Inside Rosemary Kennedy's Bond with Eunice Shriver, Who 'Had a lot of Pain' Over Sister's Treatment
Eunice Kennedy Shriver's family is celebrating her Special Olympics legacy for what would have been her 100th birthday on Saturday — and in this week's issue of PEOPLE, the family opens up about Eunice's inspiration for founding her beloved organization 52 years ago: her unbreakable bond with sister Rosemary Kennedy.
Born with intellectual challenges in 1918, Rosemary was institutionalized at Saint Coletta community home in Jefferson, Wisconsin, when she was 23. While patriarch Joe Kennedy built the family's political dynasty, nuns cared for Rosemary in secret until 1961, when Joe suffered a stroke and her whereabouts became known. Tragically, a lobotomy in 1941 had left Rosemary in a wheelchair and with greatly limited speech — an injustice that Eunice never forgave.
"She had a lot of pain and anger around the way Rosemary was treated," says Christina Schwarzenegger, 29, Eunice's granddaughter.
At the same time, Eunice saw possibilities in Rosemary where others saw limits.
"She had this extraordinary capacity to turn her anger into positive action," says Tim Shriver Sr., 61, Eunice's son. "She could always draw on the sure conviction that Rosemary was a person who deserved the dignity, joy and opportunity that anyone else deserved."
Rosemary became a regular visitor at Eunice's Bethesda, Maryland home, where she lived with her husband, Sargent Shriver (who died in 2011), and their five kids. During her weeks-long visits, Rosemary would bond with Eunice during walks, swims and family meals.
For more on the Shriver cousins and their work to honor grandmother Eunice Kennedy Shriver, pick up the latest issue of PEOPLE, on newsstands Friday, or subscribe here.
"She'd sit with Rosemary, play flash cards with her and try to help with her speech. She'd order all the sweets Rosemary loved — angel food cake, puddings, creams," says Tim, who today serves as the chairman on the Special Olympics board. "It made Mommy happy that she'd found a way to bring Rosemary back to life, back to the family."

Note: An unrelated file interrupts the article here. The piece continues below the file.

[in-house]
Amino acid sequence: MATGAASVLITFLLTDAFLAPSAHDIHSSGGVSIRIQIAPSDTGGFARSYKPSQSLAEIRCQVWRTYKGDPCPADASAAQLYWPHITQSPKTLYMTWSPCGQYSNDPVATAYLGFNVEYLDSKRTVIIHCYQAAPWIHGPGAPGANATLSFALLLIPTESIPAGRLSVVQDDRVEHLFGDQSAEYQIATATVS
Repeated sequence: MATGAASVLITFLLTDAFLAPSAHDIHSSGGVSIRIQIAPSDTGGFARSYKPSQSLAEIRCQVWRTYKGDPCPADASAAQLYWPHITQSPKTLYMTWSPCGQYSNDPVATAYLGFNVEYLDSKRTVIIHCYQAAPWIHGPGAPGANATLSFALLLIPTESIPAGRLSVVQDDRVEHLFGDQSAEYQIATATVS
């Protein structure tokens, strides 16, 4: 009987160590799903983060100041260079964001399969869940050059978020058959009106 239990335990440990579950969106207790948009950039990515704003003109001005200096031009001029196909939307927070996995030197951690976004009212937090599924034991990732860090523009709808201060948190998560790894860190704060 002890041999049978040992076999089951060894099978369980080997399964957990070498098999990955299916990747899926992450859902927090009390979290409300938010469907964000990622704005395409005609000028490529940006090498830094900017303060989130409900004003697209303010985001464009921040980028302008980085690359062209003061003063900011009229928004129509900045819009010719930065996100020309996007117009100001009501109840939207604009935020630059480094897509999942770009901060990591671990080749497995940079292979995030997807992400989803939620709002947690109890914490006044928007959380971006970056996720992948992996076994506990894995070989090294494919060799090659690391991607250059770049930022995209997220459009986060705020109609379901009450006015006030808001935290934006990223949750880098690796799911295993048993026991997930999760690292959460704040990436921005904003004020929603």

By giving Rosemary what she missed in the two decades she was hidden from loved ones, Eunice became a "model for a new generation on how to include a sibling with an intellectual disability and not to be embarrassed," says Eunice's daughter Maria Shriver, 65. "That's the big thing. If you see people with special needs going to the White House, which mommy made happen for the first time, then you're like, 'Wow, that can happen.' "
Eunice continued to set an example when her grandchildren visited her homes in Maryland and Hyannis Port, Massachusetts.
"I was so amazed by the way my grandmother would hear Rosemary and then translate to all of us," says Kathleen, who remembers how Rosemary would sit with Eunice at the head of the dining table. "And I was like, that is the coolest friendship ever."
Known for her infectious competitive spirit, Eunice often found ways for her grandchildren to have fun with Rosemary.
"My grandma built this pool with a wheelchair ramp just so that Rosemary could get in, and then she would make me have a swimming competition against 80-year-old Aunt Rosemary," says Molly, laughing. "I don't know many people who know their great aunt. I was fortunate."
Now her grandchildren are working to serve as models for the next generation. In Eunice's memory, six of the Shriver cousins—including Molly, Christina, Tim "Timbo" Shriver Jr., 32, Kathleen Shriver, 27, Tommy Shriver, 21, and Natasha Hunt Lee, 24 — have all formed the Special Olympics Founder's Council. Together they've pledged to volunteer at outreach events, coach and play in unified sports games and raise awareness for their grandmother's cherished cause.
"It's really about continuing her tradition," says Christina.
That tradition began with Eunice's inaugural Camp Shriver — a summer sports camp for children with disabilities, who at that time were often institutionalized — in the backyard at the family's Maryland home in 1962.
"Loving someone and seeing the world treat that person callously created for her an energetic determination to prove people wrong," says Tim.
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By 1968 she had launched the Special Olympics, which hosts the World Games every two years. Through grassroots community support and national programs that encourage schools to have unified sports teams that include people with and without disabilities, Special Olympics now helps 5.5 million athletes in 190 countries live out their dreams — on and off the field.
"A lot of people think of the Special Olympics as 'nice,' " says Kathleen, whose family will be honoring Eunice at a Catholic mass in Cape Cod on Saturday. "What my grandma was fighting for wasn't a movement about being sweet — it was about changing society."
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